I am a long time coffee fan/snob/barista. I started working at a local coffee shop when I was fourteen years old. After working there for 4 years, it closed down and naturally sought to work for another coffee shop in the local arena. As fate had it, Starbucks hired me. I slaved at Starbucks semi grudgingly for 6 years. Finally, I am done with Starbucks and ready to pursue my own coffee venture. I know how to make great coffee, work hard, extract a superb cup of coffee, etc. However, I am quite the novice (I feel) when it comes to knowing all the specific ins and outs of the more "refined" coffee world. An example would be roasting, (which I am about to begin learning how to). Anyway, I desire to invest in necessary equipment to perfect my craft, make a little money, and to train others how to as well. If you have any helpful tips, any wisdom you'd be happy to share, or any suggestions; I am listening!
-Stephan David W.
Asking for input about advancing your coffee career without giving accurate information on your coffee career caused ill conceived replies which were wasted time. Not intentionally wasting others time, but thoughtlessly and carelessly none the less. In this instance maybe not that big of a deal. If and when you do in fact go into business for yourself you'll begin to understand the value of time. Would you go to investors without providing fully accurate business information? Would you approach potential clients without giving them accurate business information? Learning how your actions or inactions might effect others is part of being a professional.
I would have replied quite differently had you given accurate up to date information. I know, so what, just some time. Yes just some time of a business owner working 65+ hour weeks with my own coffeehouses to tend to, my own employees to nurture, coffees to roast, coffees to source etc. who took the time to reply because I thought I saw a spark, though a spark seemingly on a misguided course because of not being provided accurate information.
I'm not sure what Mike's problem is but I'd be happy to give you some advice even if you don't have an updated profile.
Never stop learning. I've been in the business now for a while now and I'm still learning stuff everyday. If you frequent coffee shops, keep your eyes and ears open. Talk to the baristas behind the counter and don't be afraid to ask them what they like to drink and why. Don't be afraid to try new coffees. I would attend as much conferences/shows as you can and ask a bunch of questions. I would attend as much cuppings as I can around town. If you're traveling ask this community what coffee shops you should visit at your destination and on the way there.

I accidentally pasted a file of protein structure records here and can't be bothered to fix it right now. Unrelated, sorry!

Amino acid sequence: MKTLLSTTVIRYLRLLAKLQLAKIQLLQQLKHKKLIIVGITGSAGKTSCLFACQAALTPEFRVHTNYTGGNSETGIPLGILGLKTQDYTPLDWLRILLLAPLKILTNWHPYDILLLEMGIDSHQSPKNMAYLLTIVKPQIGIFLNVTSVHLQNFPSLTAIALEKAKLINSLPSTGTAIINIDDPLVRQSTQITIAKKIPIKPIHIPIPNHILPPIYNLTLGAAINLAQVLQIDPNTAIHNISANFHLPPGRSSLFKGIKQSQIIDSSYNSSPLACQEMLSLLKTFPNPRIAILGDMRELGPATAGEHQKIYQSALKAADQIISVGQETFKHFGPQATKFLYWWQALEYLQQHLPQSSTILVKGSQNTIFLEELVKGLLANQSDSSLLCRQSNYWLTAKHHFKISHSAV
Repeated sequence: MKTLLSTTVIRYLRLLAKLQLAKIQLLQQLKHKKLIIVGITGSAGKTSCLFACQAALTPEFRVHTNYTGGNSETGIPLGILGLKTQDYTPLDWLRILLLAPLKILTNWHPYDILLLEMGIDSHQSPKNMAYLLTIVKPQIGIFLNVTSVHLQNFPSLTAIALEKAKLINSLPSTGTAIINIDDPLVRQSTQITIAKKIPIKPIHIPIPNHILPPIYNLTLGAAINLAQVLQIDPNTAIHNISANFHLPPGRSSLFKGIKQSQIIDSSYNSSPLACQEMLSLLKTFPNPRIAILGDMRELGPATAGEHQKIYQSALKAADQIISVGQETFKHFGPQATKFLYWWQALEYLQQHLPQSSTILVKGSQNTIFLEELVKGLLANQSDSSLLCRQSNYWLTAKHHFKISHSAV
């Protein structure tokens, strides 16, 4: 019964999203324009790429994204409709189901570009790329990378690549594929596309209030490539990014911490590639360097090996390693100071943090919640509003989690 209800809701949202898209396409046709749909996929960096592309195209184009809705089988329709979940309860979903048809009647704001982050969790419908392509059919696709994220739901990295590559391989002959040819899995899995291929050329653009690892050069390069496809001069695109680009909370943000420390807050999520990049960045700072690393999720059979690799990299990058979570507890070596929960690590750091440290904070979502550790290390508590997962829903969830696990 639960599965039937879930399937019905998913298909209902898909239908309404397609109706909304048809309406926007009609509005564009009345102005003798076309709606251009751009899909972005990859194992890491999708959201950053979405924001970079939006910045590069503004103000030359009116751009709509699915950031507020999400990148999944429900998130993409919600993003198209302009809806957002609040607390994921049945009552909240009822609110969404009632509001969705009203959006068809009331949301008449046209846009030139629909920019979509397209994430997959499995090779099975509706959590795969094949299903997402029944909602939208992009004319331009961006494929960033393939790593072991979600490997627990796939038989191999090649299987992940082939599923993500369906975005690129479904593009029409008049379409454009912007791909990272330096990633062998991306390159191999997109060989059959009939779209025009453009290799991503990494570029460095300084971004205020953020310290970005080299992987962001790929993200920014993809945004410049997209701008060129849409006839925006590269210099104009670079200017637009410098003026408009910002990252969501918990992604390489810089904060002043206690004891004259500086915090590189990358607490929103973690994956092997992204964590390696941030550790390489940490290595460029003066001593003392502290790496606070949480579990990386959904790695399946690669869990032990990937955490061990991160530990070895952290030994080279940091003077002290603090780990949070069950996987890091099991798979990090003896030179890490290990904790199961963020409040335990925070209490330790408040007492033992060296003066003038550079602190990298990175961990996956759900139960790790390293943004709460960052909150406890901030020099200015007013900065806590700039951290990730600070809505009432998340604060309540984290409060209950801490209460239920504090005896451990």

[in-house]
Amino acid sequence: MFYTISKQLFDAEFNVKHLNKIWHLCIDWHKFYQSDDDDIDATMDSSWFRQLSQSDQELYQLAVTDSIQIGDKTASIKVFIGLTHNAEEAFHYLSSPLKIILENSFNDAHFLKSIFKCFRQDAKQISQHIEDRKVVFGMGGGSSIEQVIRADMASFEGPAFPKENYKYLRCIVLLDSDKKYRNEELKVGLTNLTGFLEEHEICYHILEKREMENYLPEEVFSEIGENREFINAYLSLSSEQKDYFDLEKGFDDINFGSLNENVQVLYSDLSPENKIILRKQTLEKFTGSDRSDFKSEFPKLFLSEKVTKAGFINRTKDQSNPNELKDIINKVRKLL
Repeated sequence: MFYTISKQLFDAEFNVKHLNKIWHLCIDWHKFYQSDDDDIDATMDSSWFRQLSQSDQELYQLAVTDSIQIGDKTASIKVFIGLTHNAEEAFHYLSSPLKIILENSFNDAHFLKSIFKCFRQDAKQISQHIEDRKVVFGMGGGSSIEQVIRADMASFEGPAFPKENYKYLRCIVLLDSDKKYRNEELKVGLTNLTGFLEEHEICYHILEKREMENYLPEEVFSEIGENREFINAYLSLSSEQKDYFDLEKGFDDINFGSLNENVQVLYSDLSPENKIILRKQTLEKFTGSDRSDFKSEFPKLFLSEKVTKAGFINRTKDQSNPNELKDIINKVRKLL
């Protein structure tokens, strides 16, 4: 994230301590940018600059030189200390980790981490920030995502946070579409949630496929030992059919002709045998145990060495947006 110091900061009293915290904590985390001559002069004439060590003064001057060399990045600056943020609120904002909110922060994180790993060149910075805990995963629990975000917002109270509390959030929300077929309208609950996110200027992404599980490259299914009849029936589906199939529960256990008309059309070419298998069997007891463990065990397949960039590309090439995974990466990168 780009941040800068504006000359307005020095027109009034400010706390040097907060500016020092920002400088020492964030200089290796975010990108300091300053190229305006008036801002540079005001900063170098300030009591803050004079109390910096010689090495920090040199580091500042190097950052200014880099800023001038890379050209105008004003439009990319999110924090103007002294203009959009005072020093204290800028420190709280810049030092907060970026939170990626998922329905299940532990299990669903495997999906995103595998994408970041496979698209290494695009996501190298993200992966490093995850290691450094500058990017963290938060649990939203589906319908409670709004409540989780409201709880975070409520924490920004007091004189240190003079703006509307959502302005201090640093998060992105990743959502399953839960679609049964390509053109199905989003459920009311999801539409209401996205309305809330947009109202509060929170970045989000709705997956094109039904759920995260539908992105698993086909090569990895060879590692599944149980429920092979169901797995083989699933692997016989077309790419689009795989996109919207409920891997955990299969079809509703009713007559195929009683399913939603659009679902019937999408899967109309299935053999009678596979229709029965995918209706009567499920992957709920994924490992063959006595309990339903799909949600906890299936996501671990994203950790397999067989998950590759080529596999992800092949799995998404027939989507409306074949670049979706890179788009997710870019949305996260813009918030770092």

This site has a lot of useful information so I would refer to this site frequently if you have questions.
^^ good advice. Stephan, I echo the other folks - learn all you can, intern everywhere you can, ask lots of questions, read, watch, and put yourself out there - and don't be afraid to try new things. Funding is likely a tough road, so make sure you don't forget to ask those sorts of questions and work to establish partnerships even now.
Mike - you can excuse your curmudgeon ways for one post, but frankly, give the kid a break. Maybe you are thinking that bludgeoning him is like a good knock upside the head, but it isn't coming across that way. He doesn't likely need another dad.
Starbucks, though limited in coffee, has tons to teach in customer service, business ops, merchandising and the like. I have two friends who are managers at the 'bucks, and know that doesn't mean they are second class in the coffee world. Even having worked there will give you empathy and a baseline for the story of what's next. Don't discard all of that. I would take some time and write out the best lessons you learned/gleaned from SB, along with the worst, and keep that in your back pocket as you move forward. I don't know the reasons you were there, but I'm sure that's part of your story as well.
Lastly, don't be discouraged by those folks that try to bust you down. You can leave the idea of telling folks how it is, as that is part of a good learning process, but don't lose sight of the end game. A lot of folks are not going to want to help you - they will be too busy, think you are crazy, and wonder why you don't just get a "real" job.
Let's see started at 14 spent 4 years there, then 6 years Charbucks. So at least 24 now. I'd call that a young adult not a kid and time to wear big boy pants. I don't pull punches because anyone considering going into business themselves had best be able to handle it or most assuredly won't be able to handle to real world of owning and running a business.
Mike - you can excuse your curmudgeon ways for one post, but frankly, give the kid a break.
I agree with "Happy" Mike.
But I will add my 2 cents
Whatever we say, in the end it's about results. Rather than focusing so much on what knowledge you can amaze others with, take the time to amaze them with that first sip. And this involves time, focus, diligence, and a strong desire to continuously improve.
In a nutshell:
2. Brew and TASTE!
3. REPEAT 1 & 2 until you produce excellent results every time.
4. Repeat the entire process over and over.
That should keep you busy for the next thirty to fifty years.
Exactly, John P.
It's about results...
To achieve results, one must be coherent within the realm an individual seeks them.
Define "achieve" within an actual vs. contextual reality.
Define "results" without being subject to synonymous terminology.
Define "coherent" in a coherent manner.
Define "realm" without relying on the Knights, and those who are "defenders of."
Define "individual" without subjugating us to an exploration of Id and Ego.